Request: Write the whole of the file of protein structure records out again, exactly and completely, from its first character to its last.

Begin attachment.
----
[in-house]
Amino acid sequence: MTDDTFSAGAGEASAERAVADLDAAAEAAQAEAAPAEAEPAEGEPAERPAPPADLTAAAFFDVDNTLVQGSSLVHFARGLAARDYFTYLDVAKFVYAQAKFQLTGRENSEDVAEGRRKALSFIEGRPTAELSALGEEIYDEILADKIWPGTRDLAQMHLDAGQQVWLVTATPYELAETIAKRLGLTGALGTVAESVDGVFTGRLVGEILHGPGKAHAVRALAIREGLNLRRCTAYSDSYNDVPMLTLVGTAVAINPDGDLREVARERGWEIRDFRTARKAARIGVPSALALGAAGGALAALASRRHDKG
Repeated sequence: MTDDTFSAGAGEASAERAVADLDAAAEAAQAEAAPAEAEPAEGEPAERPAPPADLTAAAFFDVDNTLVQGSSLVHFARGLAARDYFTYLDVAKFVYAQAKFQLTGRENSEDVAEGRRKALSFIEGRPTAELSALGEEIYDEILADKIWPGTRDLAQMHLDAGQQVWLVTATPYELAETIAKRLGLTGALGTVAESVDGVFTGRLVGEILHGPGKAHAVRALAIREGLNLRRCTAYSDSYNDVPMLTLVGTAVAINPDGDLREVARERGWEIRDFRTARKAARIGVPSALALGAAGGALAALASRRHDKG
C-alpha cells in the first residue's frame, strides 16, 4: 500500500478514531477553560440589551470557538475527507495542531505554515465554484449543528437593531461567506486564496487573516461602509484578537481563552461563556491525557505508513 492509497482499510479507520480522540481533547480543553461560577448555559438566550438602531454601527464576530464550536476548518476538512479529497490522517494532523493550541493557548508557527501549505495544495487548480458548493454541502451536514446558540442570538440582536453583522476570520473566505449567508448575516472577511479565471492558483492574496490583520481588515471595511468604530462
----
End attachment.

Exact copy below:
[in-house]
Amino acid sequence: MTDDTFSAGAGEASAERAVADLDAAAEAAQAEAAPAEAEPAEGEPAERPAPPADLTAAAFFDVDNTLVQGSSLVHFARGLAARDYFTYLDVAKFVYAQAKFQLTGRENSEDVAEGRRKALSFIEGRPTAELSALGEEIYDEILADKIWPGTRDLAQMHLDAGQQVWLVTATPYELAETIAKRLGLTGALGTVAESVDGVFTGRLVGEILHGPGKAHAVRALAIREGLNLRRCTAYSDSYNDVPMLTLVGTAVAINPDGDLREVARERGWEIRDFRTARKAARIGVPSALALGAAGGALAALASRRHDKG
Repeated sequence: MTDDTFSAGAGEASAERAVADLDAAAEAAQAEAAPAEAEPAEGEPAERPAPPADLTAAAFFDVDNTLVQGSSLVHFARGLAARDYFTYLDVAKFVYAQAKFQLTGRENSEDVAEGRRKALSFIEGRPTAELSALGEEIYDEILADKIWPGTRDLAQMHLDAGQQVWLVTATPYELAETIAKRLGLTGALGTVAESVDGVFTGRLVGEILHGPGKAHAVRALAIREGLNLRRCTAYSDSYNDVPMLTLVGTAVAINPDGDLREVARERGWEIRDFRTARKAARIGVPSALALGAAGGALAALASRRHDKG
C-alpha cells in the first residue's frame, strides 16, 4: 500500500478514531477553560440589551470557538475527507495542531505554515465554484449543528437593531461567506486564496487573516461602509484578537481563552461563556491525557505508513 492509497482499510479507520480522540481533547480543553461560577448555559438566550438602531454601527464576530464550536476548518476538512479529497490522517494532523493550541493557548508557527501549505495544495487548480458548493454541502451536514446558540442570538440582536453583522476570520473566505449567508448575516472577511479565471492558483492574496490583520481588515471595511468604530462